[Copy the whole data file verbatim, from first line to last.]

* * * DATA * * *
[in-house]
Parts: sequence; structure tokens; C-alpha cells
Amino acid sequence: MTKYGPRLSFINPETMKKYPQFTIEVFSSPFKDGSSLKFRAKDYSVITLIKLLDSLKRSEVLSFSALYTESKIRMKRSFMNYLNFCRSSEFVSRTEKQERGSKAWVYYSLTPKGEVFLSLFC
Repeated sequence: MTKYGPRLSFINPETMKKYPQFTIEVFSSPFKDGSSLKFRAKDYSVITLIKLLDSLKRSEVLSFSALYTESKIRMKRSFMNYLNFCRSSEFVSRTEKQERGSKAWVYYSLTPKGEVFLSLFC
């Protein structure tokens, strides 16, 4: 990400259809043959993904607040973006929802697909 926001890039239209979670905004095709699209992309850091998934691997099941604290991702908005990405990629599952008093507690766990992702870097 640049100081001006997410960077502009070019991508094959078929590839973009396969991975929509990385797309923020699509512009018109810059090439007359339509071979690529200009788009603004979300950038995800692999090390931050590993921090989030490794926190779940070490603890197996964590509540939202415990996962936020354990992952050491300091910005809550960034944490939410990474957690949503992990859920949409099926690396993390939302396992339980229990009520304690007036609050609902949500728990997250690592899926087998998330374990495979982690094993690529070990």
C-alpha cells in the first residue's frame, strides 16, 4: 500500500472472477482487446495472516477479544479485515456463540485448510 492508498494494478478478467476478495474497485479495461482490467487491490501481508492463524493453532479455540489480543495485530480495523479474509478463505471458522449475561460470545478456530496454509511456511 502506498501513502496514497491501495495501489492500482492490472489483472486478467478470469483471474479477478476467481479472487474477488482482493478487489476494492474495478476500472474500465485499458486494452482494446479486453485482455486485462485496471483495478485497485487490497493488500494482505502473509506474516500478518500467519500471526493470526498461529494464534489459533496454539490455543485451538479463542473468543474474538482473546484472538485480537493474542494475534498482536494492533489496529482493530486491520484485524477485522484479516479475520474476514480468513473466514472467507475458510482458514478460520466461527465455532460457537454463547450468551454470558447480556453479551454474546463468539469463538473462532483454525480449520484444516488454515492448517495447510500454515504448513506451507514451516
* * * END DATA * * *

[in-house]
Parts: sequence; structure tokens; C-alpha cells
Amino acid sequence: MTKYGPRLSFINPETMKKYPQFTIEVFSSPFKDGSSLKFRAKDYSVITLIKLLDSLKRSEVLSFSALYTESKIRMKRSFMNYLNFCRSSEFVSRTEKQERGSKAWVYYSLTPKGEVFLSLFC
Repeated sequence: MTKYGPRLSFINPETMKKYPQFTIEVFSSPFKDGSSLKFRAKDYSVITLIKLLDSLKRSEVLSFSALYTESKIRMKRSFMNYLNFCRSSEFVSRTEKQERGSKAWVYYSLTPKGEVFLSLFC
């Protein structure tokens, strides 16, 4: 990400259809043959993904607040973006929802697909 926001890039239209979670905004095709699209992309850091998934691997099941604290991702908005990405990629599952008093507690766990992702870097 640049100081001006997410960077502009070019991508094959078929590839973009396969991975929509990385797309923020699509512009018109810059090439007359339509071979690529200009788009603004979300950038995800692999090390931050590993921090989030490794926190779940070490603890197996964590509540939202415990996962936020354990992952050491300091910005809550960034944490939410990474957690949503992990859920949409099926690396993390939302396992339980229990009520304690007036609050609902949500728990997250690592899926087998998330374990495979982690094993690529070990």
C-alpha cells in the first residue's frame, strides 16, 4: 500500500472472477482487446495472516477479544479485515456463540485448510 492508498494494478478478467476478495474497485479495461482490467487491490501481508492463524493453532479455540489480543495485530480495523479474509478463505471458522449475561460470545478456530496454509511456511 502506498501513502496514497491501495495501489492500482492490472489483472486478467478470469483471474479477478476467481479472487474477488482482493478487489476494492474495478476500472474500465485499458486494452482494446479486453485482455486485462485496471483495478485497485487490497493488500494482505502473509506474516500478518500467519500471526493470526498461529494464534489459533496454539490455543485451538479463542473468543474474538482473546484472538485480537493474542494475534498482536494492533489496529482493530486491520484485524477485522484479516479475520474476514480468513473466514472467507475458510482458514478460520466461527465455532460457537454463547450468551454470558447480556453479551454474546463468539469463538473462532483454525480449520484444516488454515492448517495447510500454515504448513506451507514451516